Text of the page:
"La Mare au Diable" gives perhaps 1900.

the clearest illustration of the author's • La Mare au Diable.

intention in her new art. Germain, * Tourguénief's "Récits d'un chasseur" are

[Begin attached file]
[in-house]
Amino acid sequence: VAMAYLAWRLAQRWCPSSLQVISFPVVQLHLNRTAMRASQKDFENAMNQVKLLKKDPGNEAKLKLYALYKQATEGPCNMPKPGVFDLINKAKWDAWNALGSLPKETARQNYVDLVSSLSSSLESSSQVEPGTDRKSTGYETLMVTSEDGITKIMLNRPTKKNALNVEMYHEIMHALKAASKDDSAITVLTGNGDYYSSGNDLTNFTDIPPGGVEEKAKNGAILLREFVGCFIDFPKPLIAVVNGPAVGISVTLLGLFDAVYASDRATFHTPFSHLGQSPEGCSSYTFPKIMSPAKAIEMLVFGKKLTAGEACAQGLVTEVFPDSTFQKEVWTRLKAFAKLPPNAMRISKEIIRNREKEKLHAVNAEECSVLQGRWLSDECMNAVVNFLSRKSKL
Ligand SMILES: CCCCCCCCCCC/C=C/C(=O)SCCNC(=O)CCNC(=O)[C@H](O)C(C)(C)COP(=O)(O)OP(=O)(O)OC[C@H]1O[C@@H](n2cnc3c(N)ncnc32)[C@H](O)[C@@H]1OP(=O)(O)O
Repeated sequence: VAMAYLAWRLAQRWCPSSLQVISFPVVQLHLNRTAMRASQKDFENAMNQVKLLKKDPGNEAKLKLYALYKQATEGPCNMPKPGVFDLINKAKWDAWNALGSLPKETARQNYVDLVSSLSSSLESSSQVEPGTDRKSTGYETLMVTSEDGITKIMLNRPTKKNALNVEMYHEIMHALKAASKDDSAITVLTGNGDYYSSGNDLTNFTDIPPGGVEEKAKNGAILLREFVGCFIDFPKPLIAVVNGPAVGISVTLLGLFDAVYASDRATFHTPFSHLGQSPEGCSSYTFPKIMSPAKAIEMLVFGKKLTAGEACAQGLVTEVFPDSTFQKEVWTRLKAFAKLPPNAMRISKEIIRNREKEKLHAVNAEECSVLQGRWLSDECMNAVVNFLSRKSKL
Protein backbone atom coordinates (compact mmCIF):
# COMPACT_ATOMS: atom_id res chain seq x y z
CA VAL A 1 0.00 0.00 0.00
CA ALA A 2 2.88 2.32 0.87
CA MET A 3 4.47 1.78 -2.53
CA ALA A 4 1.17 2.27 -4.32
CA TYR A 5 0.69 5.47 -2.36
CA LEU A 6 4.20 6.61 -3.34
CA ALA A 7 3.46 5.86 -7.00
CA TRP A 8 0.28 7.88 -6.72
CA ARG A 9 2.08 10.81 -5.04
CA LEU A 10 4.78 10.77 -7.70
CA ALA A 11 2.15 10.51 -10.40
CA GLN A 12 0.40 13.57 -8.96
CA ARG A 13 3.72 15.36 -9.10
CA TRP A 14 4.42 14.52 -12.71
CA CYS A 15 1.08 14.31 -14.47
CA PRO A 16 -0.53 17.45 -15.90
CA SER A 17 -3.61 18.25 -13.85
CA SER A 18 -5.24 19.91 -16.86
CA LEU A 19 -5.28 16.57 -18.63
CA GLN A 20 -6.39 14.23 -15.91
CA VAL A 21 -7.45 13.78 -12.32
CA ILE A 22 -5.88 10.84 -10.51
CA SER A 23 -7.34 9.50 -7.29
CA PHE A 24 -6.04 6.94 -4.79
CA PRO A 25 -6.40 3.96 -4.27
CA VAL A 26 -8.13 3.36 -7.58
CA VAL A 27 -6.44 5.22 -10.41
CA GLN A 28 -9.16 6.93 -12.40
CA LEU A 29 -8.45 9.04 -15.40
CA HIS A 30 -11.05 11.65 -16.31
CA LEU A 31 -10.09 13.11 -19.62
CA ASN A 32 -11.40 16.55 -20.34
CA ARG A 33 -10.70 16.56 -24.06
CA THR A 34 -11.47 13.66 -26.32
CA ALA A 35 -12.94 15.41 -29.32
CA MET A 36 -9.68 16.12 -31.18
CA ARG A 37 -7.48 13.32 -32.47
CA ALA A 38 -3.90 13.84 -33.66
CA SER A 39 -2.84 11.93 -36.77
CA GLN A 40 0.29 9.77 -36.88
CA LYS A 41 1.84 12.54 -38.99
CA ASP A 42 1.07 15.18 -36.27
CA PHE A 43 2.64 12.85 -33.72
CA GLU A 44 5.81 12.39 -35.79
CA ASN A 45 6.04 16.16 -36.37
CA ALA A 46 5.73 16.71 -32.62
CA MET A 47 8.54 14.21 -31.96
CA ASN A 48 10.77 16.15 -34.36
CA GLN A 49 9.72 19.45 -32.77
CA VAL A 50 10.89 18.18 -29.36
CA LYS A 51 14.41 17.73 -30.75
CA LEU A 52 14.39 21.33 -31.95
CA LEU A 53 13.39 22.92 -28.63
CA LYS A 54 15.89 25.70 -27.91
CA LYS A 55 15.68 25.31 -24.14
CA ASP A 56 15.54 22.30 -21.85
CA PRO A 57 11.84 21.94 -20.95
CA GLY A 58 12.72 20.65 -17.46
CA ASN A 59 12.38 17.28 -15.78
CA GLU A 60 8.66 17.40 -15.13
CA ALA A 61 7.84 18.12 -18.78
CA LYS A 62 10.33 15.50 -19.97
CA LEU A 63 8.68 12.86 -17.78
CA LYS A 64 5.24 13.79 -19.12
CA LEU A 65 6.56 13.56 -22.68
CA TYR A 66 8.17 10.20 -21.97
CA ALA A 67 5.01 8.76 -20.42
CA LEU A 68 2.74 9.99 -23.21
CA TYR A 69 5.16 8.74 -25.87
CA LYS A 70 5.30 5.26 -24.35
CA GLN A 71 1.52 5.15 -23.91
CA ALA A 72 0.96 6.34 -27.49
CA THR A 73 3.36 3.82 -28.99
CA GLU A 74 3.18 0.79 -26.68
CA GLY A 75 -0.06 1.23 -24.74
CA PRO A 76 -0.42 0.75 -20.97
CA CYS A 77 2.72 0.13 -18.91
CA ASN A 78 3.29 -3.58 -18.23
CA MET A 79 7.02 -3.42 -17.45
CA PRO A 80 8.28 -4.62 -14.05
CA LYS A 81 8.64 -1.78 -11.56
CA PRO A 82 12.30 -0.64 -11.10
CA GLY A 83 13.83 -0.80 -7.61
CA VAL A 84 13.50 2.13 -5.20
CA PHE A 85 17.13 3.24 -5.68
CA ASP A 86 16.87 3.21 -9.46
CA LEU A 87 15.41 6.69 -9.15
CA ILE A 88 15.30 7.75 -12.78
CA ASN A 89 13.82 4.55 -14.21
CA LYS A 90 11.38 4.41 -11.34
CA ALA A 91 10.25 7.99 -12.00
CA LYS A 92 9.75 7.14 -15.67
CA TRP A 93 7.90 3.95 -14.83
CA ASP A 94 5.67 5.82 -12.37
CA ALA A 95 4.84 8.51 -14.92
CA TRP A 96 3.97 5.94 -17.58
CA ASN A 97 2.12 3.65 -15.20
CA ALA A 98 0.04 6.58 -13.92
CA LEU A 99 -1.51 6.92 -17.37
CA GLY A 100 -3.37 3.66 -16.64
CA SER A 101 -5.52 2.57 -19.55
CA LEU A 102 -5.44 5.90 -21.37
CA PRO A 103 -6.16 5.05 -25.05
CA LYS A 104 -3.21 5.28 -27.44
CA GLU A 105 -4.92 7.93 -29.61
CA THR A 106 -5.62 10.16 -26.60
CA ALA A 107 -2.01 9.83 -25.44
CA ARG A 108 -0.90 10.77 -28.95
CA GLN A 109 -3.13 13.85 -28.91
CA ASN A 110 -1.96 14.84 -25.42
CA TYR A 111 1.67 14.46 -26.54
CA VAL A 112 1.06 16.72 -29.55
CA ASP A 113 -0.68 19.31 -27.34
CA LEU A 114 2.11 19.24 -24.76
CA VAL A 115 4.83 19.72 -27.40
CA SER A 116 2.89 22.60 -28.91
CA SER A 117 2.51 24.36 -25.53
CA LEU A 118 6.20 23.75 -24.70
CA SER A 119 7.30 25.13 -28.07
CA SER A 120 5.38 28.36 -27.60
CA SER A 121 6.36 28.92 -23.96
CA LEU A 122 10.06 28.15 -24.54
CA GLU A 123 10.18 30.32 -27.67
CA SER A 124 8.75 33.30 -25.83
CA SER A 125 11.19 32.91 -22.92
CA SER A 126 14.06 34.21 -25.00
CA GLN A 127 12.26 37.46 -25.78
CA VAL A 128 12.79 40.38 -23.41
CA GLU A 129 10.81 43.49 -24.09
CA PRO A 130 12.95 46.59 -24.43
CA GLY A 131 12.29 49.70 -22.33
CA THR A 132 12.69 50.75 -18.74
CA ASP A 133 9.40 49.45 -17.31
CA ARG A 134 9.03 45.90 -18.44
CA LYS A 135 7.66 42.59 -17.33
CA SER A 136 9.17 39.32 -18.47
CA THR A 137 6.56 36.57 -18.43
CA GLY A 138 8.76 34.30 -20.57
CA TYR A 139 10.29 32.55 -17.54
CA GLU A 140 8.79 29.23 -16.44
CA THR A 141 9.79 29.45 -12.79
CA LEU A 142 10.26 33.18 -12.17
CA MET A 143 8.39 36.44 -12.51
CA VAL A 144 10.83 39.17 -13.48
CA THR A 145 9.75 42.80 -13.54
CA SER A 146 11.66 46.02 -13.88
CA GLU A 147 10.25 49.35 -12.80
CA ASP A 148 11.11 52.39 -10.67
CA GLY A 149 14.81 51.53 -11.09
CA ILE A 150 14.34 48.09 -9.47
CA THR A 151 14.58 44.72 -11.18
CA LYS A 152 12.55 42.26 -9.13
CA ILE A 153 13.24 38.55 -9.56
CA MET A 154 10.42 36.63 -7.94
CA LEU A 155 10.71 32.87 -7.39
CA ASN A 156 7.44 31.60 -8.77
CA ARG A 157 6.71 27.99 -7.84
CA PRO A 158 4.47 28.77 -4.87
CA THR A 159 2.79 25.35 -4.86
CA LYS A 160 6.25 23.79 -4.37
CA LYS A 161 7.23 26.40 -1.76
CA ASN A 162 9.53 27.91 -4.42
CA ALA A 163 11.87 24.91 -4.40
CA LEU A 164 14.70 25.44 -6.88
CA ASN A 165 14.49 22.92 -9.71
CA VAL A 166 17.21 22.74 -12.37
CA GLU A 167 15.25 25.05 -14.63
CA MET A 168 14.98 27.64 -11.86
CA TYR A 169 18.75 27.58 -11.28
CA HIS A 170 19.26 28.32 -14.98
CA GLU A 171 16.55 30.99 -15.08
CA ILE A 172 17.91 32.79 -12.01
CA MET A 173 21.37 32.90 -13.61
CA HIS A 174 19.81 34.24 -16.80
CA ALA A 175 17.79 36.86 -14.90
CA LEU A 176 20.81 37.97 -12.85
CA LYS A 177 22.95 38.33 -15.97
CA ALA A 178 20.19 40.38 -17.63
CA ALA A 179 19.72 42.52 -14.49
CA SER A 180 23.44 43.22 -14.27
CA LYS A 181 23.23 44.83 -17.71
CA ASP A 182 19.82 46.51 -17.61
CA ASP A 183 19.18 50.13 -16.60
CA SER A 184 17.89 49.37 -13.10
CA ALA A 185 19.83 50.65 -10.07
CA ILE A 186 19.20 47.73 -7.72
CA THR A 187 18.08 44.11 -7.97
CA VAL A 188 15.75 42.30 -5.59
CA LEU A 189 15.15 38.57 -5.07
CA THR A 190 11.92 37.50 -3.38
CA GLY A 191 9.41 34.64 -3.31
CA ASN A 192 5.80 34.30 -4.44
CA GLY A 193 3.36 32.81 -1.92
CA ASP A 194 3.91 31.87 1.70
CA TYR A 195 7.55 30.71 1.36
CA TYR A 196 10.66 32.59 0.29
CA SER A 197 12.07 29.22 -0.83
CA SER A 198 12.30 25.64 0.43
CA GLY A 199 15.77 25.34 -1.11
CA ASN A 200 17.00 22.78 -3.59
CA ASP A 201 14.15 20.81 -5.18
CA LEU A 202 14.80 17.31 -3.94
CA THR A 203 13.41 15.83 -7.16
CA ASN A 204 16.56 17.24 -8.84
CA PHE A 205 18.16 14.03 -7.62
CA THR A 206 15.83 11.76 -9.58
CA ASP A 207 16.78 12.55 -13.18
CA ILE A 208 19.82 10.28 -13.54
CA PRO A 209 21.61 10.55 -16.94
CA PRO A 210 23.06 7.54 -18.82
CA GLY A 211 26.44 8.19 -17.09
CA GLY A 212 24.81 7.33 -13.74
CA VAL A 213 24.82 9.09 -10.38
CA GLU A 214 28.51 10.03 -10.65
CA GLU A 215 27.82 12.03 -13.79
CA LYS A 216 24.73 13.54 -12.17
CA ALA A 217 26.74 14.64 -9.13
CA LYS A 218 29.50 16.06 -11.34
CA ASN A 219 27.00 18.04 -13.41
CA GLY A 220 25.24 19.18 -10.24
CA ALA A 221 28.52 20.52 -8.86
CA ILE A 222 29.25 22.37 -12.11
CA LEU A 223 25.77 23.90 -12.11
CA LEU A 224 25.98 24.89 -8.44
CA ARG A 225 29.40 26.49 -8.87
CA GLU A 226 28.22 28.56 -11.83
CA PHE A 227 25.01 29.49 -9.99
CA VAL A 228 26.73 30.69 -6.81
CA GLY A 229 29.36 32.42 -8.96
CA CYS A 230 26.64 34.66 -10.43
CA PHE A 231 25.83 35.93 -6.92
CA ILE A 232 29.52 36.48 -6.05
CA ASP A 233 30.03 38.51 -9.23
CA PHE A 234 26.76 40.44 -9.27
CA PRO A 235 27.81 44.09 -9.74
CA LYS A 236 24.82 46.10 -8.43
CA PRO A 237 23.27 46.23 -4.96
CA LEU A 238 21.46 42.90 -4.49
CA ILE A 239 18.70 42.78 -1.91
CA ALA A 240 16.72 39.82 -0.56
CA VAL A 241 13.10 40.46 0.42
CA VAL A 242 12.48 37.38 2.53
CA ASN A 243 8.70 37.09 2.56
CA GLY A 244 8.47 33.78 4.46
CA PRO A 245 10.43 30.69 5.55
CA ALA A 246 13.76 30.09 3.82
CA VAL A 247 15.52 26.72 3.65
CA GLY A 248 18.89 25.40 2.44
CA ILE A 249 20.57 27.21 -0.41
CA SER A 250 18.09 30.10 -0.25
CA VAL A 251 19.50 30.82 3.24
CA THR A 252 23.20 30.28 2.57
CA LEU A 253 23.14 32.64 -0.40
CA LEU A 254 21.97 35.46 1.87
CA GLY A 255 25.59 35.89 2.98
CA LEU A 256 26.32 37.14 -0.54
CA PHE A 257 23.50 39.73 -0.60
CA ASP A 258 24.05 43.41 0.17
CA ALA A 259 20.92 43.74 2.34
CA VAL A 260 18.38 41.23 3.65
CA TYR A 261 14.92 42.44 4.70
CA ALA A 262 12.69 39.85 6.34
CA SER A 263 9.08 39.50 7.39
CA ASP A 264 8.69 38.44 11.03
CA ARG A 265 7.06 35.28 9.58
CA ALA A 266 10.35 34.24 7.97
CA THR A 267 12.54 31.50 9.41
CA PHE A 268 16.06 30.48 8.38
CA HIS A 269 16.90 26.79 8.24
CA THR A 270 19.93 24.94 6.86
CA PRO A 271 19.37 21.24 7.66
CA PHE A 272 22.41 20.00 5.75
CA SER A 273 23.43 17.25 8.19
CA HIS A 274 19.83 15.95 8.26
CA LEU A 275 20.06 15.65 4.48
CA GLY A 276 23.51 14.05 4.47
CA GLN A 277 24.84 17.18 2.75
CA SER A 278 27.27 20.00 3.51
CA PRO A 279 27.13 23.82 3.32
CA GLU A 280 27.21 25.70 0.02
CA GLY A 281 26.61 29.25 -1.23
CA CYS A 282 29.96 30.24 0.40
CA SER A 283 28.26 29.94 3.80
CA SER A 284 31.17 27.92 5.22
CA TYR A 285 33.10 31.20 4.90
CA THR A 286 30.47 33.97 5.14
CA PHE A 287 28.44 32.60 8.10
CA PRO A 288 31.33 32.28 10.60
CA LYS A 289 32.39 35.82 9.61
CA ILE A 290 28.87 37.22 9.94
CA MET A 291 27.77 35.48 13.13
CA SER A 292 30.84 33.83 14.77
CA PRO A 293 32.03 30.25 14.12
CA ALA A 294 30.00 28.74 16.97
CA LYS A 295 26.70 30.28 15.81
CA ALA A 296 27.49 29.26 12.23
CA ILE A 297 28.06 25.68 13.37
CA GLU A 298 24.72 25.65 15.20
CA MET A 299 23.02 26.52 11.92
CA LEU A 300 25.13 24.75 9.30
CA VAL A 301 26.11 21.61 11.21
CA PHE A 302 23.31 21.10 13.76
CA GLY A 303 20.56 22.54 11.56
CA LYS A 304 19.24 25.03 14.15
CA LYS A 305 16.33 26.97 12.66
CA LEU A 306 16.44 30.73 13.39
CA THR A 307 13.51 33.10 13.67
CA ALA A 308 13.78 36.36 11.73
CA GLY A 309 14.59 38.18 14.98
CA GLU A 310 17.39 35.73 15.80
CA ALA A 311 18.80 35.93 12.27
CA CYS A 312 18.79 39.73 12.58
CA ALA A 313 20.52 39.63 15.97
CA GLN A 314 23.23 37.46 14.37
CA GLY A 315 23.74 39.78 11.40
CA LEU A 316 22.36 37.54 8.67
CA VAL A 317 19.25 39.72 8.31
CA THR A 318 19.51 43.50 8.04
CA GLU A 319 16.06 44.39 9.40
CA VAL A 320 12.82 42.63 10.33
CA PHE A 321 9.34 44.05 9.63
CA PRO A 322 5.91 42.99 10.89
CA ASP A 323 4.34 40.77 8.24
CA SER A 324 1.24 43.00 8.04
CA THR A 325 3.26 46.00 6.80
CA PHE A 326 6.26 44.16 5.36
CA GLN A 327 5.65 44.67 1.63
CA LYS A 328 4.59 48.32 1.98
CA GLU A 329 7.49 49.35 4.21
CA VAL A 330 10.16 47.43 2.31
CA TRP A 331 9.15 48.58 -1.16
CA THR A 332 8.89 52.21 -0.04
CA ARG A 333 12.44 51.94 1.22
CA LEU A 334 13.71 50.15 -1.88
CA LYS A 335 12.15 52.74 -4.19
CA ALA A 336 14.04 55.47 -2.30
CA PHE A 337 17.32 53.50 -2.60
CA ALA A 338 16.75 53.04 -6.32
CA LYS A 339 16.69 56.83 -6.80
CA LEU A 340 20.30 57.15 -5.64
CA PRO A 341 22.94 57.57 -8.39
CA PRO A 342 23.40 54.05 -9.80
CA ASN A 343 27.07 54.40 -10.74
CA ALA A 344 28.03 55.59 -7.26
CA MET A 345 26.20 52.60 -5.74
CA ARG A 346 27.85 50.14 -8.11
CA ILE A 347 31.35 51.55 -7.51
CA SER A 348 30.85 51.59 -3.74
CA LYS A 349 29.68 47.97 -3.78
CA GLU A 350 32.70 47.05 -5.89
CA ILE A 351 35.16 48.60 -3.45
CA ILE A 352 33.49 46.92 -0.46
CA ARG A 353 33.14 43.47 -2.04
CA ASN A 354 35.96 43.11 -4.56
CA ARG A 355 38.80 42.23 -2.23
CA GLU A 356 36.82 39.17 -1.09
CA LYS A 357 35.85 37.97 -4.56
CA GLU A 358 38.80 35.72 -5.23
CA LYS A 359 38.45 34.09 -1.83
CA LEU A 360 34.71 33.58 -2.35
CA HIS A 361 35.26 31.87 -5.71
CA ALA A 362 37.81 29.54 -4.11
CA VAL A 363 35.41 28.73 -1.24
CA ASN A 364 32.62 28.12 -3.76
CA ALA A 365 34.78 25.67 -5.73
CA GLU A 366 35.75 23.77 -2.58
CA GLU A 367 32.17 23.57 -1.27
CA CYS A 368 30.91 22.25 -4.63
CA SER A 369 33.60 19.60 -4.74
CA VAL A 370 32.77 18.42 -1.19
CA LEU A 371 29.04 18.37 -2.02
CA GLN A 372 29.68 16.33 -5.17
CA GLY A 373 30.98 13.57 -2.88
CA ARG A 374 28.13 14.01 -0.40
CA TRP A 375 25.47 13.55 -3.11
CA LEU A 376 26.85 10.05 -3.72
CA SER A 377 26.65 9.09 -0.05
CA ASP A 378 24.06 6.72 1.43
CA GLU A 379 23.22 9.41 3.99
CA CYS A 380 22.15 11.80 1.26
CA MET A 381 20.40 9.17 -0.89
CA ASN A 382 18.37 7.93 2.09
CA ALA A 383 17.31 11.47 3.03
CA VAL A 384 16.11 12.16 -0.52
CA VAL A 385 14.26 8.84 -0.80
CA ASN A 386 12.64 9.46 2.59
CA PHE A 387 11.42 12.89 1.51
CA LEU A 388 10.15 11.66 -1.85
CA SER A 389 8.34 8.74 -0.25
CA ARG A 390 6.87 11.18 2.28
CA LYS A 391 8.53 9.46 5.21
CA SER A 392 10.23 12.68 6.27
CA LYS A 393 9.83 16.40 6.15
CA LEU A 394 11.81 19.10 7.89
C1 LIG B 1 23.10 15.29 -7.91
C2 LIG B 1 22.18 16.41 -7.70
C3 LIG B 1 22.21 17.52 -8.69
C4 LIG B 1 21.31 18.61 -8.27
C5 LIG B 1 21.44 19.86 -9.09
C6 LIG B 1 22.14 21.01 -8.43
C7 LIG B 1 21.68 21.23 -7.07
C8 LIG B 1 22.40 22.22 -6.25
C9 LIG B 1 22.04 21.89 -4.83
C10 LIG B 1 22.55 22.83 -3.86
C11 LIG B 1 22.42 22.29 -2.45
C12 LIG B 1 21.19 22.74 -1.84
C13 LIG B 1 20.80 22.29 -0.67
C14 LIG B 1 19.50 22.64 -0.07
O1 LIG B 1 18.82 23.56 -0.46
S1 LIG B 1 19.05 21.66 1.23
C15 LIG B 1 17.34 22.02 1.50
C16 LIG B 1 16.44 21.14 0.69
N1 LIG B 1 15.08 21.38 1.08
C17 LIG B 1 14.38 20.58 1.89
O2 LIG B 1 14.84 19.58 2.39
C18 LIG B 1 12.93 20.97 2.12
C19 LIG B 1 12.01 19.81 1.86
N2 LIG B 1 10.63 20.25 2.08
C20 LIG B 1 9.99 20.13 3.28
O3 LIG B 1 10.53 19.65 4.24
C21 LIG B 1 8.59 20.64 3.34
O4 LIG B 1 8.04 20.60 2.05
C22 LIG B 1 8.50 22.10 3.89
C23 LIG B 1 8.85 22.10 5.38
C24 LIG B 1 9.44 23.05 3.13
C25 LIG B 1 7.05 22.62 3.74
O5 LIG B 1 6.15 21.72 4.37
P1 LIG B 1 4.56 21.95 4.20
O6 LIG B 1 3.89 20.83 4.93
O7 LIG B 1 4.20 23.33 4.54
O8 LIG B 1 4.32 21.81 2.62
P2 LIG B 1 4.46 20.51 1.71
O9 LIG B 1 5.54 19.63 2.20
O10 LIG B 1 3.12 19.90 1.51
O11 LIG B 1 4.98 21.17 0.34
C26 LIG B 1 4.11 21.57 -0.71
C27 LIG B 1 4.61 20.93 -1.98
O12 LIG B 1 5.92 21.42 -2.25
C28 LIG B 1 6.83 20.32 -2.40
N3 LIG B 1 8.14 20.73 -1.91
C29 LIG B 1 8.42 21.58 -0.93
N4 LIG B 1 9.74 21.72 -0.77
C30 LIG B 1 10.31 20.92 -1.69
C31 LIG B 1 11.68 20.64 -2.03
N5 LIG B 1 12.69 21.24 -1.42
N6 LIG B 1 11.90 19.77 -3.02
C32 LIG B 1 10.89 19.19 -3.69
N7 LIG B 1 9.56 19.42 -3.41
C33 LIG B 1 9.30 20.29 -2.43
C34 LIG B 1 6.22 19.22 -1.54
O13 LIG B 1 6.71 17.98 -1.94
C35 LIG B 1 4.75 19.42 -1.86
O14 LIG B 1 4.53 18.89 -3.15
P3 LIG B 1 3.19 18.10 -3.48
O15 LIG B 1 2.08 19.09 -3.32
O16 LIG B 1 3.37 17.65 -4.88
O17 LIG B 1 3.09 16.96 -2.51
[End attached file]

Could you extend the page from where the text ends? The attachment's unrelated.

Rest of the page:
arrived at the thirty years limit of (in said to owe something to G. Sand's example. See E. Haumant's “ Tourguénief," Paris, 1906. peasant estimation) marriageable age, has lost the wife he had loved with the light in dim, bewildering grayness; the exclusive, if tranquil devotion of a sim- night spent by the strayed trio under ple mind. He lives, still mourning his the great oaks, are described with an loss, under the farm-house roof of his unerring sense of proportion. The father-in-law. But Père Maurice, kindly three figures are always in clear relief: and sagacious, rules that Germain shall Germain dejected, incapable, in the re-marry with a fitting bride, the un- face of adverse circumstances; petite known, but well-endowed, Veuve Marie, alert, helpful, a trifle sharp of Guérin. Germain resigns himself to tongue, but ever ready of hand; comobey with the sadness of an incorrigi- rade to the man, playmate to the child; ble, inarticulate regret-when Père reproving with cheerful malice GerMaurice gave him his daughter tu wed main's lack of cheer, the quickness of "nous n'avions pas mis dans nos condi- her woman's wit giving its bright edge tions que je viendrais à l'oubier si to the soundness of her common-sense. j'avais le malheur de la perdre.” Ner. The expedition, inauspicious so far as ertheless, patriarchal authority prevails courtship of Veuve Guérin is conand Germain is despatched, an unwill- cerned, misses its aim; Germain's proing suitor, to the village home of la posal of marriage is never made, and Veuve Guérin with her comely face the farm-service, including conditions and worldly goods. Disconsolate, Ger- not in the bond, is renounced by la pemain sets out, mounted on the gray tite Marie. So the three return as they farm-horse, "songeant comme songent came, Germain to discover that life les hommes qui n'ont pas assez d'idées without petite Marie will be life withpour qu'elles se combattent entre elles, 'out the friend in need; petite Marie to mais souffrant d'une douleur sourde." hide her love and reject his suit unul He goes, but La Grise carries two, for Père Maurice sanctions his son-in-law's it chances that his neighbor, la petite marriage with the girl they have hireil, Marie, must perforce leave home to in neighborly kindness, to tend the earn a few francs in service at a farm sheep. In truth the story is of so slight not far from the village whither Ger- a texture, woven from so meagre a main is bound, and Germain, trust- skein, and colored with so few tints, worthy and kind, will see the child-for that the smallest flaw in its art would Marie is little more than a child-well have proved fatal to the whole scheme; on her way. Nor has La Grise borne but flaw there is none, the charm is inher double burden far before Petit- tact, and the scantiness of its elements Pierre, Germain's five-year-old Benja- constitutes the triumph of its simmin-a tactless associate in courtship- plicity. waylays them, and, la petite Marie aid- The transition from George Sand's ing and abetting, imposes his company well-loved Berry to the Burgundian vilupon the two. One by one the inci- lage-drama Balzac imaged in his somdents of the day are narrated with a bre novel “Les Paysans" 18 is a transilightness of touch that gives due per- tion to the reverse of the medal. It is spective to all. The frugal meal at not so much a passage from sun to Mere Rébec's cabaret, necessitated by shadow as to a total eclipse of every Petit-Pierre's devouring hunger; the re- ray of daylight. Shadows lie over tarded progress of La Grise; the dusk Pierre Loti's Celtic north; the gray that overtakes the wayfarers on the clouds that drift across the seas unfamiliar road; the mist that gathers hover over the hearts of the Breton thickly as they traverse the wood. peasantry. The mists that float shrouding the last glimmer of moon- • Part I.